W Ursae Majoris is a prototype for a class of stars known as the W Ursae Majoris variables.

It is a binary system composed of two close stars in a circular orbit with a period of 0.3336 days. The stars are physically so close that their outer envelopes are in direct contact. Each star orbits the other during each orbital cycle, resulting in a decrease in brightness. The apparent magnitude of the system varies between 7.75 and 8.48. Both stars belong to the spectral class F8V.

Messier 40 (M40, Winnecke 4, WNC 4)

Winnecke 4 is another double star in Ursa Major. It was originally catalogued as a Messier object by Charles Messier in 1764, while he was looking for a nebula that Johann Hevelius reported seeing in the region. Not finding the nebula, Messier catalogued the binary star instead.

The German astronomer Friedrich August Theodor Winnecke rediscovered the star in 1863, and it was subsequently named after him.

Winnecke 4 has an apparent magnitude that varies between 9.65 and 10.10 and it is approximately 510 light years distant.

47 Ursae Majoris

47 Ursae Majoris is a main sequence star belonging to the spectral class G1V. It is 45.9 light years distant from Earth. The star is a solar analog; it has a similar mass and is slightly hotter than the Sun, with about 110 percent of the Sun’s abundance of iron. It has an apparent magnitude of 5.03.

In 1996, a planet at least 2.53 times the size of Jupiter was discovered in the star’s orbit. Two more planets were discovered in the system in 2002 and 2010.

Alula Borealis and Alula Australis – ν (Nu) and ξ (Xi) Ursae Majoris – “the first leap”

Nu Ursae Majoris is another double star, one visible to the unaided eye. It has an apparent magnitude of 3.490 and is approximately 399 light years distant from the solar system. It is a giant star belonging to the spectral type K3 III with a radius 57 times that of the Sun, and about 775 times the Sun’s luminosity.

The star’s traditional name, Alula Borealis, is derived from the Arabic word al-Ūlā, which means “the first (leap),” and the Latin word for “northern,” borealis.

Xi Ursae Majoris, or Alula Australis, is the southern star of “the first leap.” It is in fact a star system first discovered by Sir William Herschel in 1780. Xi Ursae Majoris is composed of two main sequence dwarfs belonging to the spectral class G0 Ve. The system is only 29 light years distant. The brighter component has an apparent magnitude of 4.32, and the dimmer one, 4.84. The combined visual magnitude of the system is 3.79.

Xi Ursae Majoris is classified as an RS Canum Venaticorum type variable star. The RS Canum Venaticorum variables are close binary stars with large stellar spots caused by the stars’ active chromospheres. The spots in turn cause variations in luminosity around 0.2 magnitudes. In some cases, the fluctuations in brightness are caused by the stars being eclipsing binaries.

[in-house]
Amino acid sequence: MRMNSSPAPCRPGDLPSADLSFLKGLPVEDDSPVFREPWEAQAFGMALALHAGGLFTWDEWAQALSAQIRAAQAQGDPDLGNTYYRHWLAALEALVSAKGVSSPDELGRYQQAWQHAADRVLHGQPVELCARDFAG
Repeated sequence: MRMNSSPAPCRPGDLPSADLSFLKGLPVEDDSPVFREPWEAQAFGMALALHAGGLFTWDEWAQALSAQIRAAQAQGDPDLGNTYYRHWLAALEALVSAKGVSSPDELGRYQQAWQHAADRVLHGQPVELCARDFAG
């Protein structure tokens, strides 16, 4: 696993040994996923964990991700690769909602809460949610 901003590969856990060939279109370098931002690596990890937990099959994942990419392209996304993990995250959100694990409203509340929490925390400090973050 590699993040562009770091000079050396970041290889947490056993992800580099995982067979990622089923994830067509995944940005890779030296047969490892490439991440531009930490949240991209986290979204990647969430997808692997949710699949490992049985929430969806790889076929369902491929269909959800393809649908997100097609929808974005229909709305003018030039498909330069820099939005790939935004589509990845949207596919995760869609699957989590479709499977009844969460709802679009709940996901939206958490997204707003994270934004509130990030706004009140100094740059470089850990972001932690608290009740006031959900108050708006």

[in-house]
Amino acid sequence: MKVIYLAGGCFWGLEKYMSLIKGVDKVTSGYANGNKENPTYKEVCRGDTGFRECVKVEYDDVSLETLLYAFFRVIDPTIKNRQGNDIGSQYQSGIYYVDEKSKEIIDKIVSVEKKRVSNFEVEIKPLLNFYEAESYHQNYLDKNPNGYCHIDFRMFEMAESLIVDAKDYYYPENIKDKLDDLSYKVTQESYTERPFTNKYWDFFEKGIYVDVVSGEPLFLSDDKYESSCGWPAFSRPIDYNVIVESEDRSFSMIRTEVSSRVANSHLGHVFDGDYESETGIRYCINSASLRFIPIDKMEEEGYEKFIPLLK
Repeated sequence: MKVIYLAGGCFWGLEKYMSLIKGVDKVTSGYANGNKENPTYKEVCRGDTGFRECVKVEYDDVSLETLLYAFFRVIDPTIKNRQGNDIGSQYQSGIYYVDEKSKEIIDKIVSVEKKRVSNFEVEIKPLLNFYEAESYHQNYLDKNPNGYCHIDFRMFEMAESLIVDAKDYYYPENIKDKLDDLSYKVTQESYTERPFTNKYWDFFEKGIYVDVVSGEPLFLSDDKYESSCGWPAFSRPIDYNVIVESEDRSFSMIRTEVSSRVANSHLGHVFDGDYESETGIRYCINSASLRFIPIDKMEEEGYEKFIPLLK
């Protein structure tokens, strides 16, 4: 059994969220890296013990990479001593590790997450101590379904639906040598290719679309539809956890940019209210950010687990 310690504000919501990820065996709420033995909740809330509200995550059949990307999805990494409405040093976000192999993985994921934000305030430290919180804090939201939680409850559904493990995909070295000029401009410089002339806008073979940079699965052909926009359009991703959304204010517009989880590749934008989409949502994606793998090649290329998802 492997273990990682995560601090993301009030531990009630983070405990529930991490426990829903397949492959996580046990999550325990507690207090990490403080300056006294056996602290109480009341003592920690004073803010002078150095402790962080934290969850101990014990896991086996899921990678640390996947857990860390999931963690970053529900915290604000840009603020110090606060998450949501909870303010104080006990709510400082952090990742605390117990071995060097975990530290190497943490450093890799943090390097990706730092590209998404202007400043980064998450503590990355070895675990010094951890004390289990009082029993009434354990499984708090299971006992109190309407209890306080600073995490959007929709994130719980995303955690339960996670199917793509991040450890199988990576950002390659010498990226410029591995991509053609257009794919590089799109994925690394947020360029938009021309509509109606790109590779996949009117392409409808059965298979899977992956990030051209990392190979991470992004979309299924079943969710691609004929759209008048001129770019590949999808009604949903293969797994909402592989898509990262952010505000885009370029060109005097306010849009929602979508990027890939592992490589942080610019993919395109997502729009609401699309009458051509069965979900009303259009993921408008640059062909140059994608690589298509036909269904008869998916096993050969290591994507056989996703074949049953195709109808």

Each of the two main components in the Xi Ursae Majoris system is itself a spectroscopic double, and has a low mass companion. Xi Ursae Majoris is also notable for being the first binary star to have its orbit calculated, in 1828.

Nu and Xi Ursae Majoris are the first of three pairs of stars known to the ancient Arabs as the “leaps of the gazelle.”

Tania Borealis and Tania Australis – λ (Lambda) and μ (Mu) Ursae Majoris – “the second leap”

Lambda Ursae Majoris is a star belonging to the spectral class A2 IV, which means that it is evolving into a giant as its hydrogen supply becomes exhausted. The star has an apparent magnitude of 3.45 and is approximately 138 light years distant.

The star’s traditional name, Tania Borealis, means “the Northern (star) of the Second (leap).”

Mu Ursae Majoris, or Tania Australis, is the southern star of the pair. It is a red giant, belonging to the spectral type M0 lab, approximately 230 light years away. It has a visual magnitude of 3.06 and is classified as a semiregular variable star, with variations in brightness fluctuating between 2.99 and 3.33. Mu Ursae Majoris has a visual companion about 1.5 AU away.

Talitha Borealis and Talitha Australis – ι (Iota) and κ (Kappa) Ursae Majoris – “the third leap”

Iota Ursae Majoris is a star system composed of two double stars, a white subgiant of the spectral type A7 IV that is in fact a spectroscopic binary, and another pair of 9th and 10th magnitude stars. When the B component was first discovered in 1841, the two binary stars were separated by 10.7 arc seconds. The distance between the two has decreased dramatically since, and is now only 4.5 arc seconds. The two components orbit each other with a period of 818 years. Iota Ursae Majoris is approximately 47.3 light years distant from the solar system.

Kappa Ursae Majoris is another binary star in Ursa Major, composed of two A-type main sequence dwarfs with visual magnitudes of 4.2 and 4.4. The system has an apparent magnitude of 3.60 and is about 358 light years distant.

Muscida – ο Ursae Majoris (Omicron Ursae Majoris)